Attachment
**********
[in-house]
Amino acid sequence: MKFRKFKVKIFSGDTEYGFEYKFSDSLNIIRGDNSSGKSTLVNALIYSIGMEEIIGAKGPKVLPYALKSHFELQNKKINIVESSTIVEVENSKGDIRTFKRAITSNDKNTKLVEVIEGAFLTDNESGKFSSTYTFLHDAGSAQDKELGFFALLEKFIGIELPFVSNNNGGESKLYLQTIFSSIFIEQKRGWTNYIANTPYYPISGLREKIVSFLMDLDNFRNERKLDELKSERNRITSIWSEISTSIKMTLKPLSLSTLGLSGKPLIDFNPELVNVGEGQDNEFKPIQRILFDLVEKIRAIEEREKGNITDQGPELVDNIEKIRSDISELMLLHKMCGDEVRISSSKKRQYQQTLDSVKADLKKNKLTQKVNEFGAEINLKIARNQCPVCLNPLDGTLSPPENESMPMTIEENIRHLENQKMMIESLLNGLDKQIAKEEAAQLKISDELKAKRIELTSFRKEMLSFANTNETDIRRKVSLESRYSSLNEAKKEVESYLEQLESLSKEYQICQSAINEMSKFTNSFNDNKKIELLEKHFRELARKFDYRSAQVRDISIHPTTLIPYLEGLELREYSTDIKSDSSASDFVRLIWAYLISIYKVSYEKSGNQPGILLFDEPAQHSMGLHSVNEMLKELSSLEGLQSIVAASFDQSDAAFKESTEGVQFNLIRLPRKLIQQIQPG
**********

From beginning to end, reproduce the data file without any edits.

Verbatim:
[in-house]
Amino acid sequence: MKFRKFKVKIFSGDTEYGFEYKFSDSLNIIRGDNSSGKSTLVNALIYSIGMEEIIGAKGPKVLPYALKSHFELQNKKINIVESSTIVEVENSKGDIRTFKRAITSNDKNTKLVEVIEGAFLTDNESGKFSSTYTFLHDAGSAQDKELGFFALLEKFIGIELPFVSNNNGGESKLYLQTIFSSIFIEQKRGWTNYIANTPYYPISGLREKIVSFLMDLDNFRNERKLDELKSERNRITSIWSEISTSIKMTLKPLSLSTLGLSGKPLIDFNPELVNVGEGQDNEFKPIQRILFDLVEKIRAIEEREKGNITDQGPELVDNIEKIRSDISELMLLHKMCGDEVRISSSKKRQYQQTLDSVKADLKKNKLTQKVNEFGAEINLKIARNQCPVCLNPLDGTLSPPENESMPMTIEENIRHLENQKMMIESLLNGLDKQIAKEEAAQLKISDELKAKRIELTSFRKEMLSFANTNETDIRRKVSLESRYSSLNEAKKEVESYLEQLESLSKEYQICQSAINEMSKFTNSFNDNKKIELLEKHFRELARKFDYRSAQVRDISIHPTTLIPYLEGLELREYSTDIKSDSSASDFVRLIWAYLISIYKVSYEKSGNQPGILLFDEPAQHSMGLHSVNEMLKELSSLEGLQSIVAASFDQSDAAFKESTEGVQFNLIRLPRKLIQQIQPG